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31/10/2018 12:25 GMT

Gary Barlow Reveals Prescription Drug Tramadol Caused His Sudden ‘One Show’ Walk Out

The Take That star was prescribed the opioid whilst on tour.

Gary Barlow has revealed the reason for his sharp exit from ‘The One Show’ last year was down to the fact he was on Tramadol, which kept causing him to faint.

The Take That singer appeared with his bandmates Mark Owen and Howard Donald on the BBC One show in April 2017, but suddenly got up and left midway through the interview.

At the time the 47-year-old blamed his exit on a hot dressing room, but in his new autobiography Gary admits it was because he had been prescribed Tramadol, the same prescription drug that Ant McPartlin became addicted to.

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And he's off: Gary Barlow

The star said he started taking the drug to get him through Take That’s huge Wonderland tour, but “couldn’t wait to get off it”.

He said: “It was what I was prescribed. I couldn’t wait to get off that. It really made me not me. I wasn’t myself on that.

“James [Gary’s ­assistant] had caught me about five times that week fainting. I’d just go.

“So basically I’d just look at James and he’d go, ‘He’s going,’ and he’d grab me.

“But I was sat on The One Show, and I just looked at James and thought, ‘I’m going’. And I had to go, and literally as my foot went off the bottom of the screen we went over. Crazy.”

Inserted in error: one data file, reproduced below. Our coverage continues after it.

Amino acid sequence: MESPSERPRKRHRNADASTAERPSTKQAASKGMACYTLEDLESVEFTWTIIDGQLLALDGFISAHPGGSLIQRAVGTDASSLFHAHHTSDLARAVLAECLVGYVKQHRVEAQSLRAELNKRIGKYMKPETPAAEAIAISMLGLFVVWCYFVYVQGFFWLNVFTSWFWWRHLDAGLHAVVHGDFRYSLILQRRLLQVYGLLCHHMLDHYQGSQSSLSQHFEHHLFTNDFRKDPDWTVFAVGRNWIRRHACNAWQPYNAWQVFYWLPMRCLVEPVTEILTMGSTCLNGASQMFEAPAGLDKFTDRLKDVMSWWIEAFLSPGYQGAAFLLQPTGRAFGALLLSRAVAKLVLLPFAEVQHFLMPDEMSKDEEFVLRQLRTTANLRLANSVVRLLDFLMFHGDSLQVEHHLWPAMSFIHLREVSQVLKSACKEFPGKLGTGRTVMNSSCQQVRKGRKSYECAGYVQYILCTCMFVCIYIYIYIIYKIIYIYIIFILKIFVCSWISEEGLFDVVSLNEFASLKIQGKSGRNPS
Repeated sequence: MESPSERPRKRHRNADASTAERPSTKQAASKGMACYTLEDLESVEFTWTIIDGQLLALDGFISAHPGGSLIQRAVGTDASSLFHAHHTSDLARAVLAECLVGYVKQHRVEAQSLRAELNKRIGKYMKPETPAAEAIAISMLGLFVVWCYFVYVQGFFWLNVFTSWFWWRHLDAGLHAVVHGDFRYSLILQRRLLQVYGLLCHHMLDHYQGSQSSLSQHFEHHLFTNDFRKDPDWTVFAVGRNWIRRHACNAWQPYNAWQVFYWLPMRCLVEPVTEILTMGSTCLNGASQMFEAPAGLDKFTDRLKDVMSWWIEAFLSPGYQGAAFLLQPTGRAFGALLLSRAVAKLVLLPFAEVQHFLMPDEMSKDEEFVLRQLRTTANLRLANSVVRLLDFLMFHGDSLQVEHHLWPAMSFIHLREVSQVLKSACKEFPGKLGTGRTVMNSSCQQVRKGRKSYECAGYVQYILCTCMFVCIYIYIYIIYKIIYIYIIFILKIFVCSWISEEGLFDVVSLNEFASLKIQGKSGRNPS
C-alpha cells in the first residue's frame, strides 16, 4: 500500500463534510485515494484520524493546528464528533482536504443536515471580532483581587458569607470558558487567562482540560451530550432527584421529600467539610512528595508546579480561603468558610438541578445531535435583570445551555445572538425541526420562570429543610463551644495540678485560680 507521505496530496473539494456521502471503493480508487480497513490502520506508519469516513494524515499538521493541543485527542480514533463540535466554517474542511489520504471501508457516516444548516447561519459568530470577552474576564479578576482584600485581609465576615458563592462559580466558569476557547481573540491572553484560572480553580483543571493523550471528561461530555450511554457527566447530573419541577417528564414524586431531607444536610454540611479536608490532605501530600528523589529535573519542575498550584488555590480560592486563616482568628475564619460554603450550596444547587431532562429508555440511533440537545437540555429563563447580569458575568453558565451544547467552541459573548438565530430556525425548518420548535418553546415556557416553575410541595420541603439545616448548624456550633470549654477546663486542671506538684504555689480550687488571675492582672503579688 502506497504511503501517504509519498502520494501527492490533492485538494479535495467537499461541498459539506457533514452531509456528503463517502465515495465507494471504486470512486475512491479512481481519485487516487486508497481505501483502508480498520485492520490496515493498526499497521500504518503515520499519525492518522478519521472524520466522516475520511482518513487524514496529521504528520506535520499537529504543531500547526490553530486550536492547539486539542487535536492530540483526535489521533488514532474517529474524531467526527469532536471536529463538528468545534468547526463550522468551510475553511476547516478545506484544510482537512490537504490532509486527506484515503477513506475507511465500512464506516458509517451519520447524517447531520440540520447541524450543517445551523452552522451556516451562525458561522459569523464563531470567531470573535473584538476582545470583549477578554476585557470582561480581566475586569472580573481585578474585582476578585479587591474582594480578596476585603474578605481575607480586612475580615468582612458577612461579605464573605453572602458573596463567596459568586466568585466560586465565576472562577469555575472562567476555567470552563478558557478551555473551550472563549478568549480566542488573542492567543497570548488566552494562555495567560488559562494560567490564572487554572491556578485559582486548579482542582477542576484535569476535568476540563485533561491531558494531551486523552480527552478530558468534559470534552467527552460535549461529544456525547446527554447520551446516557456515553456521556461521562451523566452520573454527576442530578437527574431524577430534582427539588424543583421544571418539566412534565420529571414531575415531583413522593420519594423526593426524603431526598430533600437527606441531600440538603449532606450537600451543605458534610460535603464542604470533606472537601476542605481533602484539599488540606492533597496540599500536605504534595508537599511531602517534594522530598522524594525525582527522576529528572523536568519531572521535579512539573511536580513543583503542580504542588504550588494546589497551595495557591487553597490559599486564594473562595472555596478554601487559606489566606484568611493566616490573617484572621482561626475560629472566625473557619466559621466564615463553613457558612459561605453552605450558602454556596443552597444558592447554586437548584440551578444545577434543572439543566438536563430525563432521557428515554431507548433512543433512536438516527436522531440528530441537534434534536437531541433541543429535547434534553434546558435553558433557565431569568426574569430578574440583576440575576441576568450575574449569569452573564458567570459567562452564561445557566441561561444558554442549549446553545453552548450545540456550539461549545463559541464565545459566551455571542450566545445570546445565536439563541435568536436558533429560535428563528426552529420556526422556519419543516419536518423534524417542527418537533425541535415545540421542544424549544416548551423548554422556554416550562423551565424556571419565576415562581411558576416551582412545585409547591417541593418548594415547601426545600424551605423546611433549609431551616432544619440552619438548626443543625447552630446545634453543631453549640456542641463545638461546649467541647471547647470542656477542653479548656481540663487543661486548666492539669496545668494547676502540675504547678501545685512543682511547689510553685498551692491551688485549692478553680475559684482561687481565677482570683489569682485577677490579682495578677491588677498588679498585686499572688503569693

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Following his exit from the show, Gary took to Twitter to reassure fans that he was ok, tweeting: “Thank you all for the messages. I’m absolutely fine,” he wrote. “We had a very hot dressing room and I thought I was going to faint on live TV!”

However, his bandmate Howard Donald gave a different version of events, tweeting at the time: “Please don’t worry about Gary. He told me he was touching cloth before he went on. He obviously went off to lay one.”

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Ant McPartlin has spoken candidly about his addiction to Tramadol, which led to him entering rehab.

The TV star was first admitted to rehab in June last year after a knee operation left him reliant on the drug, as well as other prescribed painkillers.

“It was getting out of control then. I was taking them whenever willy-nilly. I ran out of my supply very quickly,” he said.

“I was on oral morphine as well. But I finished that off quite quickly. I was drinking far too much – beer, spirits, wine, anything, really.

“I took sleeping pills too – I was prescribed temazepam and dia­zepam. They’re really strong and addictive. That would knock you out. But with painkillers it’s a very deadly mix.”

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